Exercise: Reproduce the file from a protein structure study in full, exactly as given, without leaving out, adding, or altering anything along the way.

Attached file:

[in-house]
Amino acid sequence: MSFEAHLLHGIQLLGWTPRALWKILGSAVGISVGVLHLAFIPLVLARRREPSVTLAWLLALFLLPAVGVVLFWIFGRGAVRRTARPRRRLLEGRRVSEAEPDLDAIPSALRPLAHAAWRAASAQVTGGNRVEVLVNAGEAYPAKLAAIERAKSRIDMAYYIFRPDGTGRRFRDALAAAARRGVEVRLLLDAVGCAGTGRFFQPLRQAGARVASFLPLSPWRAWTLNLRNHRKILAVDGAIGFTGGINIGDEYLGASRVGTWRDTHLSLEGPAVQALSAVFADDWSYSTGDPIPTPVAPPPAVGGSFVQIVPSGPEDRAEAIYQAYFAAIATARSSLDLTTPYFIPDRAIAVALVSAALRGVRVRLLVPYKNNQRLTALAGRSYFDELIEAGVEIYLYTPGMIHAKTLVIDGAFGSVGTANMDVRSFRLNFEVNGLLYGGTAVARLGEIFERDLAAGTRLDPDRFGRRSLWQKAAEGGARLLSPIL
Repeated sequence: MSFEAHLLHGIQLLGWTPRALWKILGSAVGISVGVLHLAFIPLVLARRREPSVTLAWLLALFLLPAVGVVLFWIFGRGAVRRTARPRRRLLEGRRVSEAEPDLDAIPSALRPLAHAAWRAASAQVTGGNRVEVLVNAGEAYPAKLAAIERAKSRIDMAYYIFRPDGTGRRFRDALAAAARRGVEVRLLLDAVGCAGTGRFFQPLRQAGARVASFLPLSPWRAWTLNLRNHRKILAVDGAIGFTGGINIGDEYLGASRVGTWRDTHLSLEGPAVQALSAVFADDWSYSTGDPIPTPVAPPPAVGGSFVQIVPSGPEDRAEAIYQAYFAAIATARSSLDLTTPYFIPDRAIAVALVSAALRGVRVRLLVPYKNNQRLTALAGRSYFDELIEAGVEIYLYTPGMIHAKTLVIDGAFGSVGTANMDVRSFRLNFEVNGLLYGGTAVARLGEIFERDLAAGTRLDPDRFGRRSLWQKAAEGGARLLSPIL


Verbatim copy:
[in-house]
Amino acid sequence: MSFEAHLLHGIQLLGWTPRALWKILGSAVGISVGVLHLAFIPLVLARRREPSVTLAWLLALFLLPAVGVVLFWIFGRGAVRRTARPRRRLLEGRRVSEAEPDLDAIPSALRPLAHAAWRAASAQVTGGNRVEVLVNAGEAYPAKLAAIERAKSRIDMAYYIFRPDGTGRRFRDALAAAARRGVEVRLLLDAVGCAGTGRFFQPLRQAGARVASFLPLSPWRAWTLNLRNHRKILAVDGAIGFTGGINIGDEYLGASRVGTWRDTHLSLEGPAVQALSAVFADDWSYSTGDPIPTPVAPPPAVGGSFVQIVPSGPEDRAEAIYQAYFAAIATARSSLDLTTPYFIPDRAIAVALVSAALRGVRVRLLVPYKNNQRLTALAGRSYFDELIEAGVEIYLYTPGMIHAKTLVIDGAFGSVGTANMDVRSFRLNFEVNGLLYGGTAVARLGEIFERDLAAGTRLDPDRFGRRSLWQKAAEGGARLLSPIL
Repeated sequence: MSFEAHLLHGIQLLGWTPRALWKILGSAVGISVGVLHLAFIPLVLARRREPSVTLAWLLALFLLPAVGVVLFWIFGRGAVRRTARPRRRLLEGRRVSEAEPDLDAIPSALRPLAHAAWRAASAQVTGGNRVEVLVNAGEAYPAKLAAIERAKSRIDMAYYIFRPDGTGRRFRDALAAAARRGVEVRLLLDAVGCAGTGRFFQPLRQAGARVASFLPLSPWRAWTLNLRNHRKILAVDGAIGFTGGINIGDEYLGASRVGTWRDTHLSLEGPAVQALSAVFADDWSYSTGDPIPTPVAPPPAVGGSFVQIVPSGPEDRAEAIYQAYFAAIATARSSLDLTTPYFIPDRAIAVALVSAALRGVRVRLLVPYKNNQRLTALAGRSYFDELIEAGVEIYLYTPGMIHAKTLVIDGAFGSVGTANMDVRSFRLNFEVNGLLYGGTAVARLGEIFERDLAAGTRLDPDRFGRRSLWQKAAEGGARLLSPIL